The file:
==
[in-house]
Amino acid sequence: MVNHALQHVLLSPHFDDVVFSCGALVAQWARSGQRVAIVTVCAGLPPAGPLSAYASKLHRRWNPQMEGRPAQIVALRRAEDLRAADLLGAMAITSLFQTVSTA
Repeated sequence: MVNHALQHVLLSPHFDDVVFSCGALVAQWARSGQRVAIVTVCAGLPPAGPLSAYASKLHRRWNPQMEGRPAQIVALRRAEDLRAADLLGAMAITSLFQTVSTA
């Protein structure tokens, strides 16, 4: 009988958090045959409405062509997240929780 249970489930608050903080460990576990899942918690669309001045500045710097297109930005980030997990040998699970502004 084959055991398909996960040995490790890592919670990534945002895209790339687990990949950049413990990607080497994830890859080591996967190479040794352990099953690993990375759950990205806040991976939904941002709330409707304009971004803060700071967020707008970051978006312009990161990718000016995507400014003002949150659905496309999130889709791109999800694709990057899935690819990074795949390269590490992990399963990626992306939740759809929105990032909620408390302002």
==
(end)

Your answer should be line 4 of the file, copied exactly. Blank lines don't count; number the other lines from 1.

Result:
């Protein structure tokens, strides 16, 4: 009988958090045959409405062509997240929780 249970489930608050903080460990576990899942918690669309001045500045710097297109930005980030997990040998699970502004 084959055991398909996960040995490790890592919670990534945002895209790339687990990949950049413990990607080497994830890859080591996967190479040794352990099953690993990375759950990205806040991976939904941002709330409707304009971004803060700071967020707008970051978006312009990161990718000016995507400014003002949150659905496309999130889709791109999800694709990057899935690819990074795949390269590490992990399963990626992306939740759809929105990032909620408390302002």